It can be helpful to draw a diagram which consists of a big circle with smaller circles inside it.  The big circle represents you and the smaller circles represent different aspect of you, such as the inner critic, the child, the protector, etc., parts we all have,  as well as unique parts such a musician, father, etc., depending on who we are.Then draw another circle outside, but touching the big circle. We call that the Aware Self.  The Aware Self is our conscious awareness with which we are able to be aware of what we are feeling, what we are thinking, what we are experiencing, which aspect of self is out front, how we are reacting, or anything else that is going on inside us.  One of our goals is to strengthen our Aware Self and be able to go there whenever we need to.  When we are able go to our Aware Self we can then begin to work skillfully with whatever we are experiencing.  I have put together some tools our Aware Self can use to help us function more from this place.  First there is a list of the tools, and then I explain a bit about each, below the list.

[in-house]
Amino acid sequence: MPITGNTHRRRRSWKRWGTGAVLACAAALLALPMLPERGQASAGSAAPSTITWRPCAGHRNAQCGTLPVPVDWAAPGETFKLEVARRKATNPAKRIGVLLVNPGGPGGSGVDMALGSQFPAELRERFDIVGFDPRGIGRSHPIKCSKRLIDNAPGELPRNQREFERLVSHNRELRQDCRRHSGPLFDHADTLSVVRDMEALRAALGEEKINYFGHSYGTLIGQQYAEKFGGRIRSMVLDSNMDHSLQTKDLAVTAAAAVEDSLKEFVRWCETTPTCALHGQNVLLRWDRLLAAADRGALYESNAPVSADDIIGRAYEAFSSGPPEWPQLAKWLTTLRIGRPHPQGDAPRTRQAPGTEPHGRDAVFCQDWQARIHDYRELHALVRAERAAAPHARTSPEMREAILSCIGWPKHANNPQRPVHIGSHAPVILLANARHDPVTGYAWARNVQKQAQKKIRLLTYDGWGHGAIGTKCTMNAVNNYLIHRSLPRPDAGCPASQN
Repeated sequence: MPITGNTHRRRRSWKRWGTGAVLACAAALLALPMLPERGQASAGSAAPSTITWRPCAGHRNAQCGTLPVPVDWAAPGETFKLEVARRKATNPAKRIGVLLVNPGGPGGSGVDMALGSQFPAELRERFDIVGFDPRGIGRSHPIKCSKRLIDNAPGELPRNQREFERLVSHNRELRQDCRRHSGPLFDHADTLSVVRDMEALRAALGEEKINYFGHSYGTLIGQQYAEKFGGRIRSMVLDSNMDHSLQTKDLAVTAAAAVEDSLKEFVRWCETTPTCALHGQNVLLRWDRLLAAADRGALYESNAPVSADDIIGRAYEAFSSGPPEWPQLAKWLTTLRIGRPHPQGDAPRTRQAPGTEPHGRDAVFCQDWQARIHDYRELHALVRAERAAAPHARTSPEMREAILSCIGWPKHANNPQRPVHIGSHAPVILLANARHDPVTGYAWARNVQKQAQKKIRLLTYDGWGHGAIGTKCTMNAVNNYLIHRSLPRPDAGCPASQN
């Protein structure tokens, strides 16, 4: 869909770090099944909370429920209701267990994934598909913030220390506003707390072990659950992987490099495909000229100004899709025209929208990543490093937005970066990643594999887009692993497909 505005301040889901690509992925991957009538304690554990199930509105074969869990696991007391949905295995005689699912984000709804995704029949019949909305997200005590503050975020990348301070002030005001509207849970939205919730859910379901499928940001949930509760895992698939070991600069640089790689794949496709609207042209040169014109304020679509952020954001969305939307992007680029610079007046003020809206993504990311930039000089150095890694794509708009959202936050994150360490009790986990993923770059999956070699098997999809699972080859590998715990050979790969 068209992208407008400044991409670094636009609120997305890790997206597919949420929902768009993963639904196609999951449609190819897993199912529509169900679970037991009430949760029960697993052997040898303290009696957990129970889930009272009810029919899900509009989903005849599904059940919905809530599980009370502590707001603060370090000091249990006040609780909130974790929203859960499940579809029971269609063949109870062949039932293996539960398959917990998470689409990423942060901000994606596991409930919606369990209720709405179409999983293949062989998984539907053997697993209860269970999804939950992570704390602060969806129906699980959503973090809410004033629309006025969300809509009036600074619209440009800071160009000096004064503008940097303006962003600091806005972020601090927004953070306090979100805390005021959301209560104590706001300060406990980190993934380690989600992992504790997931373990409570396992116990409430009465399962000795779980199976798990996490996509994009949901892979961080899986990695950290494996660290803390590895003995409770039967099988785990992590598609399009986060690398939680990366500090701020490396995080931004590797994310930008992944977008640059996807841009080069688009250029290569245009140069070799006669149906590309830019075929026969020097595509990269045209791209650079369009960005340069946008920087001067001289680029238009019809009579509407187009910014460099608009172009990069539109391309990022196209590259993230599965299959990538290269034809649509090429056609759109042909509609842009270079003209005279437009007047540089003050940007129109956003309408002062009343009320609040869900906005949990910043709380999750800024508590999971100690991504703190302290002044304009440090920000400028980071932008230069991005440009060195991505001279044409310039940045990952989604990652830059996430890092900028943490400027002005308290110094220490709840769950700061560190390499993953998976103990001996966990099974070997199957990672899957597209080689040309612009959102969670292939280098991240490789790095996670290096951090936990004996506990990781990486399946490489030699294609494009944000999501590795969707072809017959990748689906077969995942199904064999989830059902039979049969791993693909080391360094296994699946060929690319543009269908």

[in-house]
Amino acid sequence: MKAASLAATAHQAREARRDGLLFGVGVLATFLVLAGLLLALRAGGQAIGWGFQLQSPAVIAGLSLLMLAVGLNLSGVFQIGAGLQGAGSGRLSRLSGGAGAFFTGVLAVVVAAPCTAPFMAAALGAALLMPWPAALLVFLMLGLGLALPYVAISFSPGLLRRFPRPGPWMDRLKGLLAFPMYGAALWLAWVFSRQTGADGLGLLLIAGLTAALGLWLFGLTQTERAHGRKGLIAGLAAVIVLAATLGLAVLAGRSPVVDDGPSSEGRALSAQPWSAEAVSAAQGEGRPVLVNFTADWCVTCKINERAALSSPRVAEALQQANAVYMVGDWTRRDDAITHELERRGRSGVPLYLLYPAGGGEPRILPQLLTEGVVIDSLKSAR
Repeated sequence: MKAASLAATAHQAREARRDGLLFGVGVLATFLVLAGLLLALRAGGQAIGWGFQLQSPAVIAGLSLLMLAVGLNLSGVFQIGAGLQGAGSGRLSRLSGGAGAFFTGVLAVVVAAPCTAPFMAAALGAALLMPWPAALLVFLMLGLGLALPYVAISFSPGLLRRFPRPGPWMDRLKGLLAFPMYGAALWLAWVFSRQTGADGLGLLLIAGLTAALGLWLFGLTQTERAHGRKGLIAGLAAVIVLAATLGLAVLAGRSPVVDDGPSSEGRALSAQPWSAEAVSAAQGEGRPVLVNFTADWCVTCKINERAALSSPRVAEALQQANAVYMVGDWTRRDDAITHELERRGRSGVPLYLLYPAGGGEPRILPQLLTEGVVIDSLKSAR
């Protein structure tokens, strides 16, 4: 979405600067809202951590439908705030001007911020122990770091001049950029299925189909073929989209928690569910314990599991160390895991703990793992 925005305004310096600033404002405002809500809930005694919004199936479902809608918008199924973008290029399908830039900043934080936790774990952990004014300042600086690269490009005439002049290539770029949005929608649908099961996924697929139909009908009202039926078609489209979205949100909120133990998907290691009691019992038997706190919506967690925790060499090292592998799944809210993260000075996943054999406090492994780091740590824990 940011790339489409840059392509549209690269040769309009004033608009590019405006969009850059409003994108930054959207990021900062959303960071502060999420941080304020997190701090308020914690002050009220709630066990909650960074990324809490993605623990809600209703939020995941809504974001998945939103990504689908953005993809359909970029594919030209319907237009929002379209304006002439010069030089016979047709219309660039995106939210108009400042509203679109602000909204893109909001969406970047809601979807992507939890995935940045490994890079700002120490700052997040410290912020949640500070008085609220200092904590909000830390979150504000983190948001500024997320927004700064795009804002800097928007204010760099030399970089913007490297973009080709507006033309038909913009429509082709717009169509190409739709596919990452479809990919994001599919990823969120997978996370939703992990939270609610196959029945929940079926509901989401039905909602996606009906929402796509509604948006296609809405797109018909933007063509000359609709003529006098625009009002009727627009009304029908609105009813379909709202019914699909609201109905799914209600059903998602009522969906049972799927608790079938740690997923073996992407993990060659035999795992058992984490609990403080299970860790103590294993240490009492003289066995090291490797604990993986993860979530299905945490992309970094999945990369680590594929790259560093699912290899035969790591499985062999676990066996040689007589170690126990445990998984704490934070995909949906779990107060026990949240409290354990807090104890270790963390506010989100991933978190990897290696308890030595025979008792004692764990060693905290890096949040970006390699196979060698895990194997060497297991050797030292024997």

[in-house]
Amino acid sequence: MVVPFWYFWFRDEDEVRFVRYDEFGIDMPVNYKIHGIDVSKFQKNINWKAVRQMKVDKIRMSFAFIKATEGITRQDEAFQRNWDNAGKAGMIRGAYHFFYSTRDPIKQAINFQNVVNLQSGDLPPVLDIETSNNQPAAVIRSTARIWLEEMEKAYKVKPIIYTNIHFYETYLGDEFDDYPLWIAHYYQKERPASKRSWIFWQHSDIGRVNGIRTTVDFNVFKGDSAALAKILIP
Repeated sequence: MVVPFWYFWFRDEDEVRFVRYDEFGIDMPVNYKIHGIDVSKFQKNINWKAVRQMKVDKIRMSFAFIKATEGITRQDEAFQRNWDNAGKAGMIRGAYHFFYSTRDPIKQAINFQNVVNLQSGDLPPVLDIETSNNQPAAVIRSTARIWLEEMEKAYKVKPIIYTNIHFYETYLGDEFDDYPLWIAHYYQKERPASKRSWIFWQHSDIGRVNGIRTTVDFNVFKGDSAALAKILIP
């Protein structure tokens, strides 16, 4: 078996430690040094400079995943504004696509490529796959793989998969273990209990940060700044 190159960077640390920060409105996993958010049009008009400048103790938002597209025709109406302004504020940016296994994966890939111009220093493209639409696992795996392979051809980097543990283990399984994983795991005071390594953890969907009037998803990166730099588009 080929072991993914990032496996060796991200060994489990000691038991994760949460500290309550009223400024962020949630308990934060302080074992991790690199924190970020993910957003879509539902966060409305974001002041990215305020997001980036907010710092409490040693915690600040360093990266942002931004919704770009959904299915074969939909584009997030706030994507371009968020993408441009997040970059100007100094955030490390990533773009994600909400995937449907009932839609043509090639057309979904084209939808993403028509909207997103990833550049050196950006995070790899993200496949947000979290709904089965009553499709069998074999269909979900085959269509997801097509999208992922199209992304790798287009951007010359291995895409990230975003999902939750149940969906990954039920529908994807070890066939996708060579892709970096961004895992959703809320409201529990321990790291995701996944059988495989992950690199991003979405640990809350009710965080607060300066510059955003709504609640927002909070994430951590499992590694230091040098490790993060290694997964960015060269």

Tools for the Aware Self

  1. Mindfulness
  2. Surrender the Outcome (non-attachment)
  3. Naming
  4. Breathing
  5. Compassion and Loving-kindness
  6. Connecting with your Heart
  7. Softening instead of resisting
  8. Separating from some of those other parts like the inner critic or frightened child)
  9. Questions

1. Mindfulness